Ohio Catholic school teacher fired after being outed by an anonymous letter

Carla Hale worked at the high school for 19 years. She was fired a week after a letter outed her to administrators

By Katie McDonough

Published April 18, 2013 2:03PM (EDT)

   (Columbus Dispatch)
(Columbus Dispatch)

After her mother passed away last month, Ohio Catholic high school teacher Carla Hale published the name of her longtime partner in the obituary. When she returned to work following the funeral, school administrators presented her with a copy of the obituary and an anonymous letter calling the presence of a gay teacher in the school a disgrace. Hale was fired less than two weeks later.

Hale worked as a physical education teacher at Bishop Watterson High School for close to 20 years, and when news of her termination spread, students started a petition to have her job reinstated. Hale has also filed a legal claim seeking her job back, and a city ordinance may put the law on her side.

As the Columbus Dispatch reports:

A Columbus city ordinance makes it a misdemeanor for an employer to discriminate against an employee based on sexual orientation. City law also states that an employer cannot have a policy that discriminates based on sexual orientation. Those who are found guilty could face up to 180 days in jail and a $1,000 fine...

Napoleon Bell, executive director of the city’s Community Relations Commission, said the city law has no exemption for religious organizations.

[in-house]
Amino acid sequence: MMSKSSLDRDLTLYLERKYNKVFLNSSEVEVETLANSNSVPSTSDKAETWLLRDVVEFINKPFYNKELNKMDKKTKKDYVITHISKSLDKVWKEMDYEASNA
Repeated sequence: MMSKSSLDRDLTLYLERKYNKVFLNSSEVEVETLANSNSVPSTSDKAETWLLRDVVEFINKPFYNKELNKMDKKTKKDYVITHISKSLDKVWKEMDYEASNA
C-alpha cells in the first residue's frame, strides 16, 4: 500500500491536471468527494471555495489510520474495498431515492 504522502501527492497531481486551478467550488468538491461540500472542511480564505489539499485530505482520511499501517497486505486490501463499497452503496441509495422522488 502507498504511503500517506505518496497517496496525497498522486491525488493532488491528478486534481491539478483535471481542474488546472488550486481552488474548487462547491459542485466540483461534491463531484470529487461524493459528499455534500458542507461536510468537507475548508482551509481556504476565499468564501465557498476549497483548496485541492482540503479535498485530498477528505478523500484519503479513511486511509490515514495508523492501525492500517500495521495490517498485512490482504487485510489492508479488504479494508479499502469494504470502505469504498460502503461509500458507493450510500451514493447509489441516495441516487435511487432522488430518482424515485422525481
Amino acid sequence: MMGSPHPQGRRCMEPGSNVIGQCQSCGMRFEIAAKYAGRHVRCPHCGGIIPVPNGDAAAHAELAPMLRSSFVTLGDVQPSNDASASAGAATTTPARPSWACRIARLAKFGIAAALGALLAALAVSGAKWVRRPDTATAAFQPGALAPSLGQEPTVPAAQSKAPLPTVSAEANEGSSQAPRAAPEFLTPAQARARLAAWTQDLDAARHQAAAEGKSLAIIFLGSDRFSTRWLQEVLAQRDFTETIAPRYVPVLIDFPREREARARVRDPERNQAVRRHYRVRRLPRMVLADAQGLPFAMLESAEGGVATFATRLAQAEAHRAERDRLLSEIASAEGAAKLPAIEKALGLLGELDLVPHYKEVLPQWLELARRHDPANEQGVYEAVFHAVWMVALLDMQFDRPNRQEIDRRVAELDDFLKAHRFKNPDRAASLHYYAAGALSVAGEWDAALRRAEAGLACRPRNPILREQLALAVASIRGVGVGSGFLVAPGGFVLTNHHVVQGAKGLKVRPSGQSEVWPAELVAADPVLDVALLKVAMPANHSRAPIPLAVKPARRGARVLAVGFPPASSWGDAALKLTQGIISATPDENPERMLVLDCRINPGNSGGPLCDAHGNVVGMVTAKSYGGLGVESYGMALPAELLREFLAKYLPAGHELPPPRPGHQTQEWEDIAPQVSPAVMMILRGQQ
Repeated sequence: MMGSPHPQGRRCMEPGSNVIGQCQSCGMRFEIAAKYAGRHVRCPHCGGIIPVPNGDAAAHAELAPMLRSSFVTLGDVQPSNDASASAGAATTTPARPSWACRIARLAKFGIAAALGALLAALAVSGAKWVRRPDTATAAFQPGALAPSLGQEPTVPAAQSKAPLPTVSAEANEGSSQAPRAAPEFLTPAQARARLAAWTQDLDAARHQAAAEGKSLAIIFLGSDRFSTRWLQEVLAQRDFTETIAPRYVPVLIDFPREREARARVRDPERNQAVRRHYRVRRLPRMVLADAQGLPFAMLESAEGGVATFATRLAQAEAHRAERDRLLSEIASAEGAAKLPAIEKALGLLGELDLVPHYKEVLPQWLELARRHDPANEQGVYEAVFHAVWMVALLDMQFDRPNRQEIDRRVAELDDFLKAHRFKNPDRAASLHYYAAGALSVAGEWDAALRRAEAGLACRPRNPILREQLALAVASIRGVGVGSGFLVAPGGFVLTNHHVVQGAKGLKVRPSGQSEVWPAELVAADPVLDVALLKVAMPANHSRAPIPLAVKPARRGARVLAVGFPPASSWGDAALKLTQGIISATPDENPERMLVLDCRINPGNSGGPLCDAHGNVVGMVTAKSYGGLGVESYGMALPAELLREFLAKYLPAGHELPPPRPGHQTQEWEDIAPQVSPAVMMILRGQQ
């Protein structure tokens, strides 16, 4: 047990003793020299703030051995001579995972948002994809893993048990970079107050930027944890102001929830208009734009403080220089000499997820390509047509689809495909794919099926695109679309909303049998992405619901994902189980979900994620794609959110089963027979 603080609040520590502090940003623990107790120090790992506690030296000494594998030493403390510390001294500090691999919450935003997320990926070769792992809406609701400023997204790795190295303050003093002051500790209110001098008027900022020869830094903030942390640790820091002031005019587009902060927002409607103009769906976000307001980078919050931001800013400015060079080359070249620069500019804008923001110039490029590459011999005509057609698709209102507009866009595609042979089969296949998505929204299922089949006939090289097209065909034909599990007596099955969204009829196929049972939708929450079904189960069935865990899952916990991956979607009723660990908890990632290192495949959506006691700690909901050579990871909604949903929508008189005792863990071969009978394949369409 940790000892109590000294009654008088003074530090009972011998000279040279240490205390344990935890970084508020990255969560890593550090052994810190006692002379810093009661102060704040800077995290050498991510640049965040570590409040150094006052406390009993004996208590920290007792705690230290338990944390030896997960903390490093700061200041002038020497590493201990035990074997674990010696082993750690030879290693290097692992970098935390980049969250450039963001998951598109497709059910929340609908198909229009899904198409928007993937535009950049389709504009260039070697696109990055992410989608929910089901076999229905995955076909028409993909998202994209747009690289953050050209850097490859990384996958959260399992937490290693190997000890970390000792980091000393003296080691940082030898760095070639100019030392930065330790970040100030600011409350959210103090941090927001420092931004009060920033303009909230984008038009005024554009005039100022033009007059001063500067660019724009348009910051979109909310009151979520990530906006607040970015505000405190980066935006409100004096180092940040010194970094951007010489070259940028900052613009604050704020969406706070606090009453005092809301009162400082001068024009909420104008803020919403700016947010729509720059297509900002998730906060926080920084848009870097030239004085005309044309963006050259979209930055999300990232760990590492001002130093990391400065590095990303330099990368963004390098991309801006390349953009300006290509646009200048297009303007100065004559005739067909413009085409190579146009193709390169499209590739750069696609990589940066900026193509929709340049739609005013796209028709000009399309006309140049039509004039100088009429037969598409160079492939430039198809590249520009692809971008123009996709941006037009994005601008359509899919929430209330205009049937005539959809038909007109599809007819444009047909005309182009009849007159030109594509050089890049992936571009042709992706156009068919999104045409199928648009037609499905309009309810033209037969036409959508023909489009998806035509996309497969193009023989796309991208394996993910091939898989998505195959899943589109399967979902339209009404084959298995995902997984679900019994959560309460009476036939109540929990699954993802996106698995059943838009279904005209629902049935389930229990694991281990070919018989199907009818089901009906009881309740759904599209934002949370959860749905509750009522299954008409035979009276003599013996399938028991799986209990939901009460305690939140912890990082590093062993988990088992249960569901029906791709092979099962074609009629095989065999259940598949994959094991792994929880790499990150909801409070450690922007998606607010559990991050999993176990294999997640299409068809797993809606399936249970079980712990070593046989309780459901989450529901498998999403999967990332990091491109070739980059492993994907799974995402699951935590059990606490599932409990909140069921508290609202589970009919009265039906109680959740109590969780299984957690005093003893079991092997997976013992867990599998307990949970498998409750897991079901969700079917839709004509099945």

And Hale may also be able to prove that the school's use of its "morality clause" as grounds for her termination has been selectively applied based on her sexuality:

Morality-clause dismissals by Catholic schools are not unprecedented. In the Cincinnati diocese, an assistant principal was fired in February for making comments in support of gay marriage on a personal blog, and, in separate cases, two unmarried teachers in Cincinnati were fired in recent years after becoming pregnant.

Hale, 57, said the morality clause cited in her dismissal could easily be used to fire any number of staff members who fail to follow church rules, such as unmarried straight couples living together or being divorced or using birth control.

While Hale fights to get her job back, local community members and Bishop Watterson alumni have been supportive since day once, as she told the Dispatch: “It’s amazing that they’ve come together and rallied around this situation,” she said. “I’m in awe of them.”

Katie McDonough

Katie McDonough is Salon's politics writer, focusing on gender, sexuality and reproductive justice. Follow her on Twitter @kmcdonovgh or email her at kmcdonough@salon.com.

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